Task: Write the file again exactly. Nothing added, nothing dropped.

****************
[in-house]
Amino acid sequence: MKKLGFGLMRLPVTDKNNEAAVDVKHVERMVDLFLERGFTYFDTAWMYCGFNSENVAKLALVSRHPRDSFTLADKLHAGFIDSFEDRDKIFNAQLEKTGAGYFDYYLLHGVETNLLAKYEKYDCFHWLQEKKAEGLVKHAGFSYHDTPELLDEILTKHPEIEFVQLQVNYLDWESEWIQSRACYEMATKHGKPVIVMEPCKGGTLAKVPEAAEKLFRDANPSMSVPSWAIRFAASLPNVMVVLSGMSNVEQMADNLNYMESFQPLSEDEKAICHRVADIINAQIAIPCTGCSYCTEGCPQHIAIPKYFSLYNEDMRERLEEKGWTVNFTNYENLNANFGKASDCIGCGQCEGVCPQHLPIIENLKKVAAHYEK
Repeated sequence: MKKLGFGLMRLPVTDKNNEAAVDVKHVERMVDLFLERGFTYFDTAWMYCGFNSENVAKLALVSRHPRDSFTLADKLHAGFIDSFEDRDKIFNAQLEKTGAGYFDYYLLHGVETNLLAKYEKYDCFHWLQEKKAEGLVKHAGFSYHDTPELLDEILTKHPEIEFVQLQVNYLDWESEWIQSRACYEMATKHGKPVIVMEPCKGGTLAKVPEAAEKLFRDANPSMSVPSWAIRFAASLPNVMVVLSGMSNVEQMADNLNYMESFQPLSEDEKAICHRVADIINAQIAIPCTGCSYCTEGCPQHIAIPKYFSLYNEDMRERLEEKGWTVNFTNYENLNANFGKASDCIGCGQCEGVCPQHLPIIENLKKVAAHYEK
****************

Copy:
[in-house]
Amino acid sequence: MKKLGFGLMRLPVTDKNNEAAVDVKHVERMVDLFLERGFTYFDTAWMYCGFNSENVAKLALVSRHPRDSFTLADKLHAGFIDSFEDRDKIFNAQLEKTGAGYFDYYLLHGVETNLLAKYEKYDCFHWLQEKKAEGLVKHAGFSYHDTPELLDEILTKHPEIEFVQLQVNYLDWESEWIQSRACYEMATKHGKPVIVMEPCKGGTLAKVPEAAEKLFRDANPSMSVPSWAIRFAASLPNVMVVLSGMSNVEQMADNLNYMESFQPLSEDEKAICHRVADIINAQIAIPCTGCSYCTEGCPQHIAIPKYFSLYNEDMRERLEEKGWTVNFTNYENLNANFGKASDCIGCGQCEGVCPQHLPIIENLKKVAAHYEK
Repeated sequence: MKKLGFGLMRLPVTDKNNEAAVDVKHVERMVDLFLERGFTYFDTAWMYCGFNSENVAKLALVSRHPRDSFTLADKLHAGFIDSFEDRDKIFNAQLEKTGAGYFDYYLLHGVETNLLAKYEKYDCFHWLQEKKAEGLVKHAGFSYHDTPELLDEILTKHPEIEFVQLQVNYLDWESEWIQSRACYEMATKHGKPVIVMEPCKGGTLAKVPEAAEKLFRDANPSMSVPSWAIRFAASLPNVMVVLSGMSNVEQMADNLNYMESFQPLSEDEKAICHRVADIINAQIAIPCTGCSYCTEGCPQHIAIPKYFSLYNEDMRERLEEKGWTVNFTNYENLNANFGKASDCIGCGQCEGVCPQHLPIIENLKKVAAHYEK